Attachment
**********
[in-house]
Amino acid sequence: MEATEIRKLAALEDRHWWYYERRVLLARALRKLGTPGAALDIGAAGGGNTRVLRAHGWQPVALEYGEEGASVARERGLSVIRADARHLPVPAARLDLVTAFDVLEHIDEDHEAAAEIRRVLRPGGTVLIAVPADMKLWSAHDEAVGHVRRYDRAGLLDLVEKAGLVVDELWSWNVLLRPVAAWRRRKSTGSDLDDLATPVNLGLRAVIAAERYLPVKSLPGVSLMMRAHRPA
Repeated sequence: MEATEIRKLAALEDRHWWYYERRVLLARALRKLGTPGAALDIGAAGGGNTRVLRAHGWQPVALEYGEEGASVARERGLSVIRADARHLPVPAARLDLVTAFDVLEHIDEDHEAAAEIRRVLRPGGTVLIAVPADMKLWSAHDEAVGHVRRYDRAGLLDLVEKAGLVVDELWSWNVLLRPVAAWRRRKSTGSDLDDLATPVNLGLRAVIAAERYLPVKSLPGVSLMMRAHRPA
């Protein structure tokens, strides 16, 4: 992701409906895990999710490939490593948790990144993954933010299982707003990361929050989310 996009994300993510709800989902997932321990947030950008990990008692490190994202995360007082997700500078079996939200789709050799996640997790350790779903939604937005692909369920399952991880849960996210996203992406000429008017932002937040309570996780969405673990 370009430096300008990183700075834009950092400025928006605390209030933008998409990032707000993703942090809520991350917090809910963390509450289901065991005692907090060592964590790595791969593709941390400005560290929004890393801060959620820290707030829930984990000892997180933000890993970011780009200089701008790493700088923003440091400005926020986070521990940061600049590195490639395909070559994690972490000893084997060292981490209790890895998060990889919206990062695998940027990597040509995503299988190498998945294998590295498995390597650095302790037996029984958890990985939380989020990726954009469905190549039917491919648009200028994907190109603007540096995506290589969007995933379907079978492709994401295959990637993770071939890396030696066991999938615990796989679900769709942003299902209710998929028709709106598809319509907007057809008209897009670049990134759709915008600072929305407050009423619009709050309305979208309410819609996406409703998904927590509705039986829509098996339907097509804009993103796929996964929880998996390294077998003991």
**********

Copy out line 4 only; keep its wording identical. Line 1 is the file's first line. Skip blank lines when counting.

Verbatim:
């Protein structure tokens, strides 16, 4: 992701409906895990999710490939490593948790990144993954933010299982707003990361929050989310 996009994300993510709800989902997932321990947030950008990990008692490190994202995360007082997700500078079996939200789709050799996640997790350790779903939604937005692909369920399952991880849960996210996203992406000429008017932002937040309570996780969405673990 370009430096300008990183700075834009950092400025928006605390209030933008998409990032707000993703942090809520991350917090809910963390509450289901065991005692907090060592964590790595791969593709941390400005560290929004890393801060959620820290707030829930984990000892997180933000890993970011780009200089701008790493700088923003440091400005926020986070521990940061600049590195490639395909070559994690972490000893084997060292981490209790890895998060990889919206990062695998940027990597040509995503299988190498998945294998590295498995390597650095302790037996029984958890990985939380989020990726954009469905190549039917491919648009200028994907190109603007540096995506290589969007995933379907079978492709994401295959990637993770071939890396030696066991999938615990796989679900769709942003299902209710998929028709709106598809319509907007057809008209897009670049990134759709915008600072929305407050009423619009709050309305979208309410819609996406409703998904927590509705039986829509098996339907097509804009993103796929996964929880998996390294077998003991």